Technically, the majority of Isola is competent without being exceptional. The film's sparse moments of horror are neither horrific nor scary and are in fact handled with little directorial skill. Mizutani seems much more at ease during the dramatic scenes, as do his actors. If there is a fatal flaw here, it is that so much of the film makes absolutely no sense. Character motivations (including those of the title character) are completely baffling. There a plot holes and discrepancies everywhere. And with every new reveal that the film offers up, more questions arise.

There is nothing resolutely awful about the film; it's just lazily plotted and dull. Chihiro has 13 personalities, yet we only see two or three. The other personalities are therefore superfluous. So why include them at all? This is a question that arises far too often in the film, from the inclusion of the earthquake to the protagonist's psychic affliction. Take away Isola's many redundancies and the plot simply falls apart. And when a film's narrative hangs from such a fragile support, it is all too easy to see the cracks underneath.
Isola is presented in a decent 1:78:1 anamorphic transfer. Day and night scenes are well contrasted and colours are nice and bold (especially evident in Yukari's red coat). Compression artefacts and edge enhancement are kept to a minimum, although they do make a few appearances from time to time. The subtitles are well placed, easy to read and, most of all, removable.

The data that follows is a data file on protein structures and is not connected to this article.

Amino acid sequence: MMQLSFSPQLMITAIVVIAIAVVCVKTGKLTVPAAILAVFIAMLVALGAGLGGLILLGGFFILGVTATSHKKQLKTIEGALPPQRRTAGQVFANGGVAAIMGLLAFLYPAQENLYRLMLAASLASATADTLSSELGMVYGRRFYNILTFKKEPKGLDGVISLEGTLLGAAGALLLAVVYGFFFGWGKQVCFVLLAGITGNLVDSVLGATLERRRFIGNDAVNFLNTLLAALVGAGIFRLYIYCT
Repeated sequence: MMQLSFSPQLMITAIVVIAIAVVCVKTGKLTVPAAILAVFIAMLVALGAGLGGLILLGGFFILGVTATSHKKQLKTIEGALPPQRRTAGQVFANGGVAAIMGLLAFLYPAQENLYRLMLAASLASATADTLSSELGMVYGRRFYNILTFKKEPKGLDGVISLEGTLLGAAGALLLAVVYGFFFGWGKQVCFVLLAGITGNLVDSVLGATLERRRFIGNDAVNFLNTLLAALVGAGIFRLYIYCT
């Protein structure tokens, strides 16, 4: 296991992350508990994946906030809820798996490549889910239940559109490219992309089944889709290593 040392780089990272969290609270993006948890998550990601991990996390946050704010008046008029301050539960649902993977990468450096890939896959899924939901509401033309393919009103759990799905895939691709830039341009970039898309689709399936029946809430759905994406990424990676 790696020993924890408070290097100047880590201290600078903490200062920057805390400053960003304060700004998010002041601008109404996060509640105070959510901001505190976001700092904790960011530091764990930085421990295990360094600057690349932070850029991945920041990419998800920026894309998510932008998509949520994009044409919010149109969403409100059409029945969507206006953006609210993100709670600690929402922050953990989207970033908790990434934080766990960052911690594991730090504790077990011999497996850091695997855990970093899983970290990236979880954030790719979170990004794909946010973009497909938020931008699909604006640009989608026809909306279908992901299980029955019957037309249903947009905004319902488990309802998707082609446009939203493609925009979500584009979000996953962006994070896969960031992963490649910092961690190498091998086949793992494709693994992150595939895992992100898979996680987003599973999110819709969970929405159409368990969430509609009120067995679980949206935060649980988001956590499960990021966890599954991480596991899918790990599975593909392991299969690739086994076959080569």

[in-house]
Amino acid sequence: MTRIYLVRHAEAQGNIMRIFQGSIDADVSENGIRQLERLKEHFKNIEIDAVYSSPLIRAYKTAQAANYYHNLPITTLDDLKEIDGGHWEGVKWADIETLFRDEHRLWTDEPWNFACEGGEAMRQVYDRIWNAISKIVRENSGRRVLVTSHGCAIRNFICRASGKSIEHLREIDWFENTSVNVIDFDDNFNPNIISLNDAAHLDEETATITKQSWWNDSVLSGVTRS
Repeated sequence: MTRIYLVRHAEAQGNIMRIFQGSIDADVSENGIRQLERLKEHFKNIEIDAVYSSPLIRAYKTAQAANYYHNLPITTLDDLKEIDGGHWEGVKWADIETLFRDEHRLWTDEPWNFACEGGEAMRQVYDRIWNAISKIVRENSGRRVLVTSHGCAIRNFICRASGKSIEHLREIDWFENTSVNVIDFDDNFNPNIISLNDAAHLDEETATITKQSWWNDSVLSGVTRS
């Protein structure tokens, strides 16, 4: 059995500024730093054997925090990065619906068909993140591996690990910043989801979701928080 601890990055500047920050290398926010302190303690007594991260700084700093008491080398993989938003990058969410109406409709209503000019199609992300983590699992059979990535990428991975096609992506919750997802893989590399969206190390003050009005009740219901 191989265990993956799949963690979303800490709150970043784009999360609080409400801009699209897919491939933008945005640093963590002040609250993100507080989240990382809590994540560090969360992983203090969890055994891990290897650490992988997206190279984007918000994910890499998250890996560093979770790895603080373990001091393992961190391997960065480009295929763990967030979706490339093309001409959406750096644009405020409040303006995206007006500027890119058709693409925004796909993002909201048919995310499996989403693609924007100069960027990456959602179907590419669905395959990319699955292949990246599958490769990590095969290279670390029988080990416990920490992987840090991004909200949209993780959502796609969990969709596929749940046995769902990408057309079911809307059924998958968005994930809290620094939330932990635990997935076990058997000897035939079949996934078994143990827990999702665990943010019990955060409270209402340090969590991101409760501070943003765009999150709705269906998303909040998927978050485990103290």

It is possible that Isola was shot in 1:85:1 and then cropped for the local release. The framing didn't look tight to me, yet I have seen the DVD listed with the wider aspect ratio so it is a possibility.
My rich uncle is still very much alive. Owing to that fact, I was unable to preview the DTS track on this release. However, the 2.0 mix was clear, well designed and free of anomalies. On principle alone, I cannot recommend the 2.0 over the 5.1, but for those without the luxury of a DTS setup (or for those whose PC speakers are in need of immediate replacement) the stereo option will have to do. No Dolby Digital 5.1 here I'm afraid…
Extra Features
A small selection of trailers (Shikoku, Inugami, Isola, and Shadow of the Wraith) and a short interview with the film's two female stars are all the special features have to offer.
The Verdict
The earthquake that destroyed so much of Kobe was particularly devastating because it had a shallow focus. Isola seems to have inherited the same destructive trait. The use of the earthquake hints at a larger picture. It almost seems to acknowledge that movies, even horror movies, have humanistic designs that far outweigh their genre or worth. But it's all superficial. It's all just interpretation. In reality, Isola's themes of acceptance and regret are neither perceptive nor interesting, and its attempts at horror are awkward.

It's as if the earthquake's rubble and smoke has confined the film, preventing its plot and characters from ever becoming more than the machinations that fling them from one scene to the next. Isola has plenty of big ideas, but the paper that they're written on is very, very small indeed.
Movie Score